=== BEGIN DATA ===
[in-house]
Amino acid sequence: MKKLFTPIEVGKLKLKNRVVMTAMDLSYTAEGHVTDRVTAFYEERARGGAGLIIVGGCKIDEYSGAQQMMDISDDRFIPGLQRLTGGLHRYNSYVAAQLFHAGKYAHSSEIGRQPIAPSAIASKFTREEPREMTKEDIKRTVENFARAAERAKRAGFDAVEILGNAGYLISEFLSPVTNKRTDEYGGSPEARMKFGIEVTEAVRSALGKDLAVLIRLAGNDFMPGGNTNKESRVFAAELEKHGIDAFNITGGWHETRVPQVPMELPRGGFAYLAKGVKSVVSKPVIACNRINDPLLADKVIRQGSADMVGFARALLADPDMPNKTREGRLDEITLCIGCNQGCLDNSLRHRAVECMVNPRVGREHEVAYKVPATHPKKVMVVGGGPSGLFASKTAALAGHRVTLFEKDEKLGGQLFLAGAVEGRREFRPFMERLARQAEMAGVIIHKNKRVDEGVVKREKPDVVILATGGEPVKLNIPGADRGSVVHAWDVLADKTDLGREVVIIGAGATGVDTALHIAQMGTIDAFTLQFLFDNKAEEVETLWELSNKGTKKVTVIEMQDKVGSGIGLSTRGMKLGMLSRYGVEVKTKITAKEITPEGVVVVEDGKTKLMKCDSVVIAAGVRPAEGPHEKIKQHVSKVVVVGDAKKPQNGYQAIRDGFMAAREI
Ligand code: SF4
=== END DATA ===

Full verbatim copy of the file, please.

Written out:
[in-house]
Amino acid sequence: MKKLFTPIEVGKLKLKNRVVMTAMDLSYTAEGHVTDRVTAFYEERARGGAGLIIVGGCKIDEYSGAQQMMDISDDRFIPGLQRLTGGLHRYNSYVAAQLFHAGKYAHSSEIGRQPIAPSAIASKFTREEPREMTKEDIKRTVENFARAAERAKRAGFDAVEILGNAGYLISEFLSPVTNKRTDEYGGSPEARMKFGIEVTEAVRSALGKDLAVLIRLAGNDFMPGGNTNKESRVFAAELEKHGIDAFNITGGWHETRVPQVPMELPRGGFAYLAKGVKSVVSKPVIACNRINDPLLADKVIRQGSADMVGFARALLADPDMPNKTREGRLDEITLCIGCNQGCLDNSLRHRAVECMVNPRVGREHEVAYKVPATHPKKVMVVGGGPSGLFASKTAALAGHRVTLFEKDEKLGGQLFLAGAVEGRREFRPFMERLARQAEMAGVIIHKNKRVDEGVVKREKPDVVILATGGEPVKLNIPGADRGSVVHAWDVLADKTDLGREVVIIGAGATGVDTALHIAQMGTIDAFTLQFLFDNKAEEVETLWELSNKGTKKVTVIEMQDKVGSGIGLSTRGMKLGMLSRYGVEVKTKITAKEITPEGVVVVEDGKTKLMKCDSVVIAAGVRPAEGPHEKIKQHVSKVVVVGDAKKPQNGYQAIRDGFMAAREI
Ligand code: SF4